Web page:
Back to Business, T-Mobile Eyes Enterprise Market
Sensing a huge opportunity to grow its business-to-business penetration, T-Mobile USA is going to add 1,000 more B2B sales people while leveraging its network capabilities, including its upgrade to LTE next year.
T-Mobile has an overall 12 percent market share in the United States but reaches only 5 percent of the $60 billion B2B market. Matt Millen, vice president of Small and Medium Business Sales, said in an interview at CTIA Wireless 2012 the carrier has launched an aggressive strategy to grab a bigger share.
This year is going to be a “restart” of T-Mobile’s B2B strategy since the failure of its merger with AT&T last year, Millen said. He said the operator is committing resources to this “reinvigorating” process, including the addition of new sales people during the next 18 months and a $4 billion network upgrade. The latter includes the installation of LTE Release 10 equipment at 37,000 cell sites nationwide.
T-Mobile announced at the show it has chosen Ericsson and Nokia Siemens Networks as its lead network upgrade vendors. The carrier said it expects to be the first in North America to broadly deploy antenna-integrated radios, which is expected to lead to accelerated deployment and reduced site loading.
The carrier also is refarming its spectrum, which includes the use of AWS spectrum it acquired from AT&T as part of the merger breakup. T-Mobile said it will use the new spectrum to launch LTE in 75 percent of the top 25 markets by the end of 2013.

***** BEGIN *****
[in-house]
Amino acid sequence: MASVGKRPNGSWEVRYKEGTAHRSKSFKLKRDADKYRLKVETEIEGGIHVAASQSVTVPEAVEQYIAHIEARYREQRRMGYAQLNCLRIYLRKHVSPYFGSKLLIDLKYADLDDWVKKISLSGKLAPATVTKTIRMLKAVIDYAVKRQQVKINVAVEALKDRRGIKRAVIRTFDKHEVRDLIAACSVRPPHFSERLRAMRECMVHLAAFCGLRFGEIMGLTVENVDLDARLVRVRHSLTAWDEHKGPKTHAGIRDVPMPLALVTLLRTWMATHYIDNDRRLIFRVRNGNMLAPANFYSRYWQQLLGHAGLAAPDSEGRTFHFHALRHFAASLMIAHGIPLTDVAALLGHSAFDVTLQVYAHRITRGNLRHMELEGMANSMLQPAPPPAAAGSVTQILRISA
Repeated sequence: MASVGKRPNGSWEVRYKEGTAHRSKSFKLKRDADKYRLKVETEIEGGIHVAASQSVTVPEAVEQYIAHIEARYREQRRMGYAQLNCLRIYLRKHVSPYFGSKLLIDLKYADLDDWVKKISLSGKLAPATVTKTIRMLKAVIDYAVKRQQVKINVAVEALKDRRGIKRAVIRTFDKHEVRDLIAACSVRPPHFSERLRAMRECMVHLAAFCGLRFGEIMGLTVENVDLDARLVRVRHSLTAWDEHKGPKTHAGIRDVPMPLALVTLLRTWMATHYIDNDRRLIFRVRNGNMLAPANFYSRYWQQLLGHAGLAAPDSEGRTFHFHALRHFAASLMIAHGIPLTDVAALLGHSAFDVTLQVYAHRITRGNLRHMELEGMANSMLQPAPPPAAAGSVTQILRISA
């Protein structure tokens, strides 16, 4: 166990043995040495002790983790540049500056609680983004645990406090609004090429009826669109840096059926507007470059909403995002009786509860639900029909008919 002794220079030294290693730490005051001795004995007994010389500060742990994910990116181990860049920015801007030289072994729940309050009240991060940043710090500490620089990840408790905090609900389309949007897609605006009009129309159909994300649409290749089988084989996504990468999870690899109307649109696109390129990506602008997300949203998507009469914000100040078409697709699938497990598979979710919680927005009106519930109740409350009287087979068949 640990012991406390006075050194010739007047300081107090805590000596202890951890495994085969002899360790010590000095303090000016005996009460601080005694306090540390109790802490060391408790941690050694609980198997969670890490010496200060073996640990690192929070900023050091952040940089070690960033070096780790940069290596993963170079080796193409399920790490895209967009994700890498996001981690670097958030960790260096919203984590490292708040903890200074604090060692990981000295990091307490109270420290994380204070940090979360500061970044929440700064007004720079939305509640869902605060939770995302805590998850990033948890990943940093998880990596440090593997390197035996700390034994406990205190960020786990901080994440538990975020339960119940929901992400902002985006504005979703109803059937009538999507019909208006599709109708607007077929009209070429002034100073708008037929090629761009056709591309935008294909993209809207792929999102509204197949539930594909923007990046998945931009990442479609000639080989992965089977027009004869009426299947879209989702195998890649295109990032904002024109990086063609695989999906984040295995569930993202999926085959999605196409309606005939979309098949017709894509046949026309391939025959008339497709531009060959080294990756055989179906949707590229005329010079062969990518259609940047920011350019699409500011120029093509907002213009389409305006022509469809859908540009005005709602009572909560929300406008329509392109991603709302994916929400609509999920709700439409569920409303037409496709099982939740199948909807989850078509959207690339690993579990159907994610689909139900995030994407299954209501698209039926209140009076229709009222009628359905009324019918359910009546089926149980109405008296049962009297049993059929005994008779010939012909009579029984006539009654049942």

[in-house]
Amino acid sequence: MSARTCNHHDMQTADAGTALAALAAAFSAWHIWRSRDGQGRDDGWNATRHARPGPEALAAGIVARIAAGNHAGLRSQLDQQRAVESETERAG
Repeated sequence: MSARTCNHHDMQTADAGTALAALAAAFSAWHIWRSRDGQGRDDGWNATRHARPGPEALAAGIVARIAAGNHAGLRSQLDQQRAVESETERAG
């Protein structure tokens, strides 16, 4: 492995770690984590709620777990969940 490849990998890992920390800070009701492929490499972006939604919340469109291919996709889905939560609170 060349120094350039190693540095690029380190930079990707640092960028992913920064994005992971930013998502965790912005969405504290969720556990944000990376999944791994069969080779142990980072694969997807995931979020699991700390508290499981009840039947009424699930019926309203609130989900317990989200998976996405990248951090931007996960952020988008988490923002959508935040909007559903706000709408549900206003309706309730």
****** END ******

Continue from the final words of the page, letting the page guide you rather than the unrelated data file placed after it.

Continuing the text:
Marc Rohleder, director of sales engineering for T-Mobile’s B2B sector, said the LTE upgrade on AWS spectrum will provide economies of scale as well as international roaming benefits. But he said T-Mobile will continue to emphasize the benefits for businesses from its current HSPA+ network.
Rohleder pointed to a study issued by Nielsen that ranked T-Mobile as either first or second in network quality among U.S. operators in 85 percent of the markets. “We have a network today that provides our customer needs,” he said.
T-Mobile markets its HSPA+ network as 4G, a designation some quibble with but Rohleder and Millen said the “real world” experience of the operator’s customers is what is important. They said their network speeds are comparable with LTE and provide the data rates and experience that customers want.
“We have the national footprint and the speeds that our customers need in most major markets,” Rohleder said.
In addition, Rohleder said T-Mobile also offers voice and data using Wi-Fi where those access points are available, so customers can choose that option. That is particularly beneficial internationally since roaming charges don’t apply with Wi-Fi, he said.
T-Mobile also has relaunched its small business rate plans, including a plan for a business that needs as few as one line. The new plans also include an international option that leverages T-Mobile’s ownership by Deutsche Telecom, providing up to an 87 percent discount on international calls, Rohleder said.
To coincide with national small business week, T-Mobile also announced a sweepstakes that current and prospective business customers can enter online or through retail outlets. The sweepstakes, which end June 10, will provide a “mobile makeover” for national and regional winners.
Millen said T-Mobile will continue to seek new services and products for business customers in addition to those it has launched recently. Those include partnerships with Good Technologies and iPass. The carrier also offers a mobile point-of-service payment product with a credit card reader from Square.
“One of the things we’ll do is listen to the marketplace and make determinations on solutions we have and through partners,” Millen said. “We will take full care of our business customer needs.”